The story kicks in with its mystery right from the opening credits. A sinister man, hiding behind sunglasses, keeps following around town a successful drummer, Roberto Tobias, to be finally confronted by Roberto in an empty theater. An accident appears to occur, with Roberto seemingly stabbing the stalker with his own knife, as someone situated in a balcony, wearing a mask, takes photos of the incident, a spotlight on Roberto. Aware of his predicament, Roberto must remain quiet, as further threatening and violent incidents hound him into trying to figure out who is his tormentor.
Argento keeps various red-herrings percolating throughout, so that you may just be caught off guard when the murderer is finally revealed. (Either as an indication of how good Argento is at this game or how little impact the film made on me when I first saw it about twenty years ago at an Argento retrospective--with Argento in attendance--I forgot who the murderer was!) Argento also slips in a few mysteries that may be red-herrings themselves. For instance: Why does the maid look mannish? Why do the stalker's sunglasses make contact with confetti twice?
FOUR FLIES ON GREY VELVET cleverly plays around with sexual identity, homosexuality, even perversity, juggling these issues among various characters and plot points. It's an effective sleight of hand that keeps one guessing and intrigued.
Acting-wise, the film comes up short, however. While Mimsy Farmer is generally fine in her role, and shines in it when necessary, the Brooklyn-born Michael Brandon is a surprisingly dull presence throughout. I don't know what Argento wanted of his performance, but Brandon's Roberto is the least interesting or sympathetic of Argento's main male characters in his early films. Why Brandon was chosen to carry this film is a mystery to me, but perhaps Argento was seduced by a certain similar look that Brandon had with him at the time. If so, the alter-ego choice fails to generate interest or spark.
I've only one favorite character here: The flamingly gay detective Gianni Arrosio, played by Jean-Pierre Marielle, who strikingly resembles photos of Fu Manchu author Sax Rohmer. Some may consider Marielle's portrayal cliched and offensive, but it's the only one that has novelty and zest. (A thankfully brief meeting between Arrosio and another gay man does go over-the-top, though.) Other side characters, such as the "God/Godfrey" one played by Bud Spencer, are mundane or too obvious to be of interest.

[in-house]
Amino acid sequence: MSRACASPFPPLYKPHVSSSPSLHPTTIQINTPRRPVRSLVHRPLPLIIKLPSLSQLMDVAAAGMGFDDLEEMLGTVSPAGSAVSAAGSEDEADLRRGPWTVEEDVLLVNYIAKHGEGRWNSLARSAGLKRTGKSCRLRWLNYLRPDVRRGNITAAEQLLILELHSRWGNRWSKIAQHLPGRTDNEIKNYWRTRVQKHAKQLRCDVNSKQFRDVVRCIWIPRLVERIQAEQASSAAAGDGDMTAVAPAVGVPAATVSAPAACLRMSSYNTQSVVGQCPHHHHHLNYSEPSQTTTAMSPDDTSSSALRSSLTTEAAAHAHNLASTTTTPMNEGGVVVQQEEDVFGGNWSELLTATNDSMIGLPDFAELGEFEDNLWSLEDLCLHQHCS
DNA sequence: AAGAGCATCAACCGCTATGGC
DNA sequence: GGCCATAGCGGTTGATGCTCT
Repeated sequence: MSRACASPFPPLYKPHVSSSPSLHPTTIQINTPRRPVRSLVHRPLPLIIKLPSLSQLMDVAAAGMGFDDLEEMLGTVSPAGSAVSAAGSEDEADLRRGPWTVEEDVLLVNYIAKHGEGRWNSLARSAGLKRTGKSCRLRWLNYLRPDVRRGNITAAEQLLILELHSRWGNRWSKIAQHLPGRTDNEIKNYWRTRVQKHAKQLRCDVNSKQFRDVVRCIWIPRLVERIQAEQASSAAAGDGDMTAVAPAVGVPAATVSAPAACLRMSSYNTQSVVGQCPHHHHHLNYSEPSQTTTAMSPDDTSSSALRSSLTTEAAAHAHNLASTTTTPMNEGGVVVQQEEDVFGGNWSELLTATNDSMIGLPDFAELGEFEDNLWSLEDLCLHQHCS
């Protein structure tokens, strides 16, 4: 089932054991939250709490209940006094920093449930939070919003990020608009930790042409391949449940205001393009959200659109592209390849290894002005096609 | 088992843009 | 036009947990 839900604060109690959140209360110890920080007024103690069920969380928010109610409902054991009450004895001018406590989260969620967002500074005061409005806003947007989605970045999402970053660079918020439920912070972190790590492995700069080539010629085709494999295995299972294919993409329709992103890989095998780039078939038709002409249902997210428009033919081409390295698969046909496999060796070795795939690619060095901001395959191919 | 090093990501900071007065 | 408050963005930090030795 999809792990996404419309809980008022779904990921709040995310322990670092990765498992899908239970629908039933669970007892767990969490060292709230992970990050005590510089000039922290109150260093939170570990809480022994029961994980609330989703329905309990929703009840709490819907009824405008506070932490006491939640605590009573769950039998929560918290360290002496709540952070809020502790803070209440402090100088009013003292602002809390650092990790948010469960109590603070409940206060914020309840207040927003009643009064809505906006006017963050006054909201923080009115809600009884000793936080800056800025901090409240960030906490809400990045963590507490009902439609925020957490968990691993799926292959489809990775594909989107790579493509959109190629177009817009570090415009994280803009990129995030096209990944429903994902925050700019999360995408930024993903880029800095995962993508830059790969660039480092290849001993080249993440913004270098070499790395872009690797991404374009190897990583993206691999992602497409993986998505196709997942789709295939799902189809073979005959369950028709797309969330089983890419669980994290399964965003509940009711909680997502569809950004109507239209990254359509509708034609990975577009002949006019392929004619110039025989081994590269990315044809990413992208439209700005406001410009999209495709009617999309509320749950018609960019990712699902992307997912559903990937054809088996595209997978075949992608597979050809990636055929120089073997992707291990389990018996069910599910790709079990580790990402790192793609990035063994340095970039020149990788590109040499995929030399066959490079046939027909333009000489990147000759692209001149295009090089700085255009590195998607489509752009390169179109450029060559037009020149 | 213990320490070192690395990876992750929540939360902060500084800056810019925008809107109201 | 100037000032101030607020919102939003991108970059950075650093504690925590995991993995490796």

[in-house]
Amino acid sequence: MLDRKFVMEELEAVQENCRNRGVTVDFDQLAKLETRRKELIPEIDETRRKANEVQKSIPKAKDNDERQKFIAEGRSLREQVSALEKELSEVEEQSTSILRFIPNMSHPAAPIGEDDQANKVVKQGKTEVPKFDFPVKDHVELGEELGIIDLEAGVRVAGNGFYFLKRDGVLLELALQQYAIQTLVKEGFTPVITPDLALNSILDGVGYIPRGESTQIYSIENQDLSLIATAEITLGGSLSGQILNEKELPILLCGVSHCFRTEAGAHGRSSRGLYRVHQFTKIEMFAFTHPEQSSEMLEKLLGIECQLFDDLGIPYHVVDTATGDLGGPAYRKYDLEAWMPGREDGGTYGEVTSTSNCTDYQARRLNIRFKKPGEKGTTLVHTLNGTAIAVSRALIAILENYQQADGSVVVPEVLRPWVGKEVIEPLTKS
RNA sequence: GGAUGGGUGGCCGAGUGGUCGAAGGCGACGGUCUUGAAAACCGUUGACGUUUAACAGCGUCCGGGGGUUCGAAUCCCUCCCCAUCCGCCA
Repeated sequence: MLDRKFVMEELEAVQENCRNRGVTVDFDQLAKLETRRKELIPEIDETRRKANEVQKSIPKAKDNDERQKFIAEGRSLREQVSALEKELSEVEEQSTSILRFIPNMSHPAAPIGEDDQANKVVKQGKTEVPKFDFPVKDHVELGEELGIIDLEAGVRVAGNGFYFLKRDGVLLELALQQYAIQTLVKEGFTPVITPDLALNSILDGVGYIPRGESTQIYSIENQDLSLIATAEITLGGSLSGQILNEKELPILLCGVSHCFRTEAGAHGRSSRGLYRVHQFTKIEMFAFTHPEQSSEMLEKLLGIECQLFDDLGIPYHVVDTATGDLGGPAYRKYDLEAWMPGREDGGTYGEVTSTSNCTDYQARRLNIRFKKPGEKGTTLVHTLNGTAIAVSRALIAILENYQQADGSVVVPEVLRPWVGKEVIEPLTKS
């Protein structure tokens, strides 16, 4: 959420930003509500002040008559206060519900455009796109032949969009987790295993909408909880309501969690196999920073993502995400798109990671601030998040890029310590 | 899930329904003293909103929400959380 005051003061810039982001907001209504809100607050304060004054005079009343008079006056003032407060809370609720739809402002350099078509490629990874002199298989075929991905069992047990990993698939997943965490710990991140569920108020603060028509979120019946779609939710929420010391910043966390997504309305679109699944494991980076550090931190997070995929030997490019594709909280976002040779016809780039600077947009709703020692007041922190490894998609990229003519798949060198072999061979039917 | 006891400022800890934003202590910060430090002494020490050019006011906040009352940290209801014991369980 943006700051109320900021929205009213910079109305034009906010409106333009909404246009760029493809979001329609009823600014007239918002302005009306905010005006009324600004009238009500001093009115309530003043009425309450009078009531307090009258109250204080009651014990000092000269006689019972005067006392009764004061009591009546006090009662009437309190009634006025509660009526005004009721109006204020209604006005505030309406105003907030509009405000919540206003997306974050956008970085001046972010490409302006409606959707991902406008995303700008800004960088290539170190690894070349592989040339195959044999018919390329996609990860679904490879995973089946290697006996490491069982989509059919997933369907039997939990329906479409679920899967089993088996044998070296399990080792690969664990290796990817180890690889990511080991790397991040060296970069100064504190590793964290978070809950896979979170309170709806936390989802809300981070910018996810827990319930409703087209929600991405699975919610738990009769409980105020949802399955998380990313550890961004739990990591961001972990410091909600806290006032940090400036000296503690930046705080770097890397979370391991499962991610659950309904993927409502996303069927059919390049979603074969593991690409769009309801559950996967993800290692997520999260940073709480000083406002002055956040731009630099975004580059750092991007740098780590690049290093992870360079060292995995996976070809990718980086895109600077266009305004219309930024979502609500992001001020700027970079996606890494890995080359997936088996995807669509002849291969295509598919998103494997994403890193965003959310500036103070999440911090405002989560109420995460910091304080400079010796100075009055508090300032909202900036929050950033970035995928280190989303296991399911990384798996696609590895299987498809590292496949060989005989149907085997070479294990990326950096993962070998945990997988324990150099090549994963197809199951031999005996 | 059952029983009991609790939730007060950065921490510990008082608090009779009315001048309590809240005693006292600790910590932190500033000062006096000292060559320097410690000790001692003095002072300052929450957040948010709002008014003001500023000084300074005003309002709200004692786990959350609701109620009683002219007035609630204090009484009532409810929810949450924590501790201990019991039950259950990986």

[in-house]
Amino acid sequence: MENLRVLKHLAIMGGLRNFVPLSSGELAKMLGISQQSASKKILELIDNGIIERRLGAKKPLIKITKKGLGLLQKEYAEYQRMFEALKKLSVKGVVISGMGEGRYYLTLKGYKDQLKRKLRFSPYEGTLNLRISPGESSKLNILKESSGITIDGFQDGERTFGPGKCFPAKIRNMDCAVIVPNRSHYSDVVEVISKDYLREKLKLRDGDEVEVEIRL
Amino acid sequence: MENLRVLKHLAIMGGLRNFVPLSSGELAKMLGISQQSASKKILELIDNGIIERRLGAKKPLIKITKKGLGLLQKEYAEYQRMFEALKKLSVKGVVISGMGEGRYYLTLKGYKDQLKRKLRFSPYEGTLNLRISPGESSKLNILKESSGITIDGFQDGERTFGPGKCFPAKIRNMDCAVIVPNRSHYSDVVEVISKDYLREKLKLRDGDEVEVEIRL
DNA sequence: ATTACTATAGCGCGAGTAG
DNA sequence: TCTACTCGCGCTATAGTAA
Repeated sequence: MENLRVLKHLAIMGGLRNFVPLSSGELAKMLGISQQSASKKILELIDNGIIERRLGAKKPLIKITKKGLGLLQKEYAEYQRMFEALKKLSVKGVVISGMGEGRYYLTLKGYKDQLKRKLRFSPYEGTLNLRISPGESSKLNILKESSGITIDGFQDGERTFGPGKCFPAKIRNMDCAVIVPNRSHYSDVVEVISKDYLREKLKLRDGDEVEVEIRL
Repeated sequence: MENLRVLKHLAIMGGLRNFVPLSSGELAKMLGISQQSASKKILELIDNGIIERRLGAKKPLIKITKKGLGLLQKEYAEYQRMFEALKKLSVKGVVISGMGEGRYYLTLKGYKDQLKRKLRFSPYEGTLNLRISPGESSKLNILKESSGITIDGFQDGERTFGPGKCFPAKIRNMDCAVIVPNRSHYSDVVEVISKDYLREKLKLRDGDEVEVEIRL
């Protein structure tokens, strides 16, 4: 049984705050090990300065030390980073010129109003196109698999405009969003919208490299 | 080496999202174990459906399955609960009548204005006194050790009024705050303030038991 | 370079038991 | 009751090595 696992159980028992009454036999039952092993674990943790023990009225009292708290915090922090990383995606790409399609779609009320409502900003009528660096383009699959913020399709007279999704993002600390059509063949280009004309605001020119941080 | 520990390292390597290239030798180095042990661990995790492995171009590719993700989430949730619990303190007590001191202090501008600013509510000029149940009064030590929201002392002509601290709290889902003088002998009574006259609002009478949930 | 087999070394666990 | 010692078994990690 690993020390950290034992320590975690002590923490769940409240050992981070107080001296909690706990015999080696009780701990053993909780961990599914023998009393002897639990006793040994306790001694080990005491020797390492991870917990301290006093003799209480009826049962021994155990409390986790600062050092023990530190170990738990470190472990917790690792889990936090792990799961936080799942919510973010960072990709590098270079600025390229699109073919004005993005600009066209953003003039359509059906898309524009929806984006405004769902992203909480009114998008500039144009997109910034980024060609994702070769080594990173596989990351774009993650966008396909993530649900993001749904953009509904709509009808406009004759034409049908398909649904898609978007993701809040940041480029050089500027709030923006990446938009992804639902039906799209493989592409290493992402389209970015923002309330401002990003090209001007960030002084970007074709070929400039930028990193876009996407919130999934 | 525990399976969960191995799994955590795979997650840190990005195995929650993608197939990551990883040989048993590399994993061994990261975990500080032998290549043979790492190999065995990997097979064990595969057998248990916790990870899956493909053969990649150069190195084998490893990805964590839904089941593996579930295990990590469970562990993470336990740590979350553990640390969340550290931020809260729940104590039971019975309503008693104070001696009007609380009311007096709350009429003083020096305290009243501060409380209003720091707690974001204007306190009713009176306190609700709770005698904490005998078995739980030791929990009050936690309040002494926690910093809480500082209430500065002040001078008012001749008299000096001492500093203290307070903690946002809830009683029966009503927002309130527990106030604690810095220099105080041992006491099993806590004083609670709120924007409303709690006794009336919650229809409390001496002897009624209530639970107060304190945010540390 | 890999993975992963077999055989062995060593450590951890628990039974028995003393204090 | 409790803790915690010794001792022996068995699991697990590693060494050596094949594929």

The DVD's back copy appears to have been stitched together, in part, with help from IMDB comments, a bad sign of sneaky plagiarism on the part of whomever wrote it. Example:
Back copy: "Roberto (Michael Brandon) is a young handsome drummer playing in a rock band. For the last week he has been stalked by a mysterious guy with dark sunglasses."
IMDB comment by "Coventry," posted on January 19, 2008: "Roberto is a young handsome rock drummer playing in a band alongside his friends. For the last week he has a guy with a fancy suit and dark sunglasses stalking him for no apparent reason."
I mean, come on, fellas, there are Argentophiles who would have been delighted to write your back copy for free and put a little more meat to the bone. But, I guess, it must be too much trouble to try to secure the services of such people, if you can spend half-an-hour on the internet and get something with ease.
The back copy is also set sloppily. There is no space between the first and second paragraph, while there is space between the second and the third, and the third and the fourth. And there is no space between the words "velvet" and "finally" in first line of the last paragraph.
When taken as a whole--the missing seconds, the audio difficulties, the borrowings from a bootleg release, the back copy's sloppiness and IMDB-sourced phrases--Mya's FOUR FLIES ON GREY VELVET emerges as a problematic release, disheartening in the lack of love and high standards that put it all together. That said, it is worthy of a purchase if you are interested in the giallo film and Argento in particular. A double-dip, however, in case another company comes out with a superior version, is unlikely for me. It's just not that good of a film to warrant luxuriant spending in these economically tight times.
Click here to order the DVD at 33% off list price.
Below, some more screen captures from the Mya DVD:
Posted by Mirek at 12:53 PM